Aiden Coyles of Gilbert Smith Forest Products, Barriere, BC said, “We are balanced on supply and demand, starting to see prices soften across all widths and grades. Most notably in 2×4 & 2×6 knotty we are still getting good pricing and minimal push back on our wide’s. Seeing some hesitance on already booked orders with some customers pushing deliveries to later dates as they work through their existing inventory. Expect that this will soon result in our own supply being out of balance with demand in the coming months. Overall sentiment is that the takeaway just isn’t what it has been for our customers’ products. Lots of wood in their inventories to work through before they think about taking on new orders. Tough times on the horizon is the theme.” Coyles continued, “Currently our log supply is favorable, however looking into August and September things are going to change, minimal BC Timber Sales and hesitancy on letting go of logs off peoples own tenure means there are limited logs on the market. Labor continues to be a constant battle and with nicer weather and holiday season approaching the summer will be worse. Transportation for us is almost back to business as usual, however, this is not the case for our customer base who are still struggling with railcar and container availability. Weather has been wet with below average temperatures for this neck of the woods. Great for stopping fires but flood risks and washouts in the bush are going to be the next challenge for bringing logs to the mill. So far this year I would give it a 7/10 above average profitability, but lots of stressors (road washouts, old growth deferrals, transportation issues, labor challenges).”
Dean Garofano of Delta Cedar Specialties, Delta, BC said, “Spring is well underway, yet the Cedar market is still struggling to gain any real traction, despite a very anemic log supply so far this year. From Dec. 2021 through March of 2022, the Cedar harvest in Coastal British Columbia was down by about 25 percent in volume, when compared to the previous year. However, with reduced lumber demand and slow takeaway contributing to higher than anticipated inventories, the lack of Cedar logs has had no impact. Seeing such low demand into June, despite the low Cedar log harvest, can seem perplexing but perhaps we should not be too surprised. Cedar has been strong and rising in value for several years now. Shortly after the pandemic hit, we enjoyed accelerated demand and rapidly rising prices, with lumber flying off the shelves in box stores and retail yards. Now with many home projects completed, for those still contemplating a renovation or house purchase, there are many competing factors to consider.”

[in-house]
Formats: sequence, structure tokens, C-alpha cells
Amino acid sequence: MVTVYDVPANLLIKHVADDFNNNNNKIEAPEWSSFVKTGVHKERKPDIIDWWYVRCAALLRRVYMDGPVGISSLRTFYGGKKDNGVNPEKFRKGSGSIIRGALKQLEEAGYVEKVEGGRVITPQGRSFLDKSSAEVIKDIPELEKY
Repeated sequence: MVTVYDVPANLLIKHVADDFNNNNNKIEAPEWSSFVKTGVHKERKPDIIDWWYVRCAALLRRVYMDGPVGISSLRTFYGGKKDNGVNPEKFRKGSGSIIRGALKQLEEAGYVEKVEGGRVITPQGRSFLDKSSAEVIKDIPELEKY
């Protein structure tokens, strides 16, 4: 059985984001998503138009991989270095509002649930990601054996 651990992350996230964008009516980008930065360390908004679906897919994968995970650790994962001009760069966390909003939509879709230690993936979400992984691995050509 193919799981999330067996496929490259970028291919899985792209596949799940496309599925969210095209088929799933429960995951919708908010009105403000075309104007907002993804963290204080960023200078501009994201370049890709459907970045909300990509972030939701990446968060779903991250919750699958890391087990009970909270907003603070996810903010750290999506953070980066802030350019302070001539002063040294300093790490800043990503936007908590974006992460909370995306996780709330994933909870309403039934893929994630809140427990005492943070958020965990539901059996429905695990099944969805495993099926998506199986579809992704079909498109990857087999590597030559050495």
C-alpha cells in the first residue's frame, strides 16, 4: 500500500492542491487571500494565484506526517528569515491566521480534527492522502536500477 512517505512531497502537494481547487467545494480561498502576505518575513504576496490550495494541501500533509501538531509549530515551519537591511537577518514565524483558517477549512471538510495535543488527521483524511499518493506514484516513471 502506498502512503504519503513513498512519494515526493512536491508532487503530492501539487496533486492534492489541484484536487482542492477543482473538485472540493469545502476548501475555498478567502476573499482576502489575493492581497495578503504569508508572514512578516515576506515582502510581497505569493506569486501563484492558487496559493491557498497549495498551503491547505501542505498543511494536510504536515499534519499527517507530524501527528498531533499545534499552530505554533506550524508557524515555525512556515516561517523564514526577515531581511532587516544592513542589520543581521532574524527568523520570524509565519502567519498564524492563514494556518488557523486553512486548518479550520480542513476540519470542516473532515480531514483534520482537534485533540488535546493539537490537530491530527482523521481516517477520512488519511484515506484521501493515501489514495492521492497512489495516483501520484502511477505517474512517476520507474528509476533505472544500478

Garofano continued, “Inflation is running rampant on most consumer goods, none more impactful than gasoline, taking a large bite out of discretionary spending. At the same time, interest rates continue to rise, adding to borrowing costs, while the stock market is in a decline. Consumers continue to hear that ugly ‘R word’ discussed on the news, which decreases consumer confidence. All these factors impact decisions and reduce discretionary funds. For those still willing and able to spend a little extra cash though, often the funds are going towards travel instead of home projects.
“Distributors appear to have ample inventory after the slow takeaway this year. They are being cautious with housing starts declining and the Countervailing Duty on lumber expected to reduce by about 1/3 later this year. We may see duty relief as soon as August or latest November should an extension be needed. Purchases are trending more toward ‘just in time’, which will be challenging with the ongoing logistics problems, particularly with rail car availability. Car deliveries are unpredictable, with yards receiving a fraction of the cars expected on any given switch, stretching out shipments and impacting cash flow for the manufacturers.”
Garofano finished with this, “It should be an interesting summer as we navigate through the changing market dynamics. Keeping supply and demand in balance, even if it is low supply and low demand, will be critical to keeping Cedar price volatility in check and protecting the current inventory of both manufacturers and distributors.”